Trust Issues

I think the last few months can be boiled down to four words:

I have trust issues.

There are four people that I go to when I need to vent: my slightly messed-up nineteen-year-old best friend, two girls my age that have way too much on their plates, and my unfortunately perceptive mentor.

Can I say that I love and care for these people? Usually.

Can I say that I fully trust them? Probably not.

You see, I have this nasty habit of bottling things up, and eventually the bottle bursts in a rather messy fashion, complete with snot and tears and shaky hands (also known as panic attacks).

My issue of trust only amps up with my mentor. I know my friends – their birthdays, their dreams, their hopes. But I can’t tell you the month my mentor was born in without checking Facebook (September 6th – I asked today). I suppose these trivial details don’t matter in the grand scheme of things, but it’s difficult to confide in someone I don’t really know.

I can’t help but feel like I’m burdening him, like I’m one of the many people he has to help or fix. I know intellectually he doesn’t think that way, but every time I see him, I feel the need to be happy and whole. I can help my friends; I can offer a shoulder to cry on, some halfway decent advice – I can’t do the same for him. In a give-and-take relationship, I hate being the only one who takes. I don’t want to be a charity case.

I suppose I have some pride issues too.

Being in a mentor-mentee relationship – that requires a lot of trust.

I have to trust where he’s guiding me, that his decisions will help and not harm me. I have to trust that what he’s saying is correct. I have to trust that he genuinely cares about me as a person, as a mentee, as a fellow human being.

And sometimes, I just can’t.

Clearly, all of these issues can be solved if I just found some courage and talked to him, but I’m too cowardly for that.

So, we have discovered three things:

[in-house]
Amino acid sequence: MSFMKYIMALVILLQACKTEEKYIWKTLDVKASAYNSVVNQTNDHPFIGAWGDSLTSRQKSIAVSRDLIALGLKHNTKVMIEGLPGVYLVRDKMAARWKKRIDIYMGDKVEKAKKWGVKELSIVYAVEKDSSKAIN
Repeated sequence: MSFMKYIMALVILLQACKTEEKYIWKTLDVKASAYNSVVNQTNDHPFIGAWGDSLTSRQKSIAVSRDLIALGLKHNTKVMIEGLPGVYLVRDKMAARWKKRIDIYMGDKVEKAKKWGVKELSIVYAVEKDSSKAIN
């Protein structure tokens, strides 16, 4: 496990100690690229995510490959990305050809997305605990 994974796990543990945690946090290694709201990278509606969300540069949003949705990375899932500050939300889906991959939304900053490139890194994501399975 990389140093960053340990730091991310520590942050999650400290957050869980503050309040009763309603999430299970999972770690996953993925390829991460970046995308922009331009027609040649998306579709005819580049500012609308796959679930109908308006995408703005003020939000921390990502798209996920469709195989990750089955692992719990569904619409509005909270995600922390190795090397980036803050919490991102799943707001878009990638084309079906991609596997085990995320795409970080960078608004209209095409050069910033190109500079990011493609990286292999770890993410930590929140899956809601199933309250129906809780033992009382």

1. One must trust one’s mentor.
2. One must have good communication with one’s mentor.
3. I have failed at the first two things.

In Dr. Carson Pue’s book, Mentoring Wisdom, (ironically a book given to me by my mentor for this project), he says that “the relational chemistry between mentor and the protégé is at the heart of the mentoring process” (99).


Today (Feb. 11, 2017), I ended up talking to my mentor for two hours, after being encouraged by one of the two girls my age. I told him that every time I saw him, my anxiety levels spiked because I never know how to act around him. I feel pressure to be better around him, and while being better isn’t necessarily negative, I just don’t have that kind of strength right now.

Amidst buying ramen and pretzels and camping gear, there was one recurring question he posed to me: “What’s your plan?” He gave me several options, including finding a female mentor, opening my trust circle, and being fully and completely honest with him.

Distracting myself or “sucking it up” were unfortunately options he vetoed.

I’m not sure what I’m going to do yet. I still have to get over the feeling that I’m a burden on his shoulders. But it gets a little easier to trust him everyday, and although I’m hesitant, I know it’s best for me. I suppose this is why mentoring is a discipline. It’s a discipline to constantly open yourself up to someone else and it’s a discipline to be able to listen well and offer advice. I didn’t realize how difficult it’d be, but I’m getting there, one day at a time.

Wish me luck.


Feb. 11, 2017


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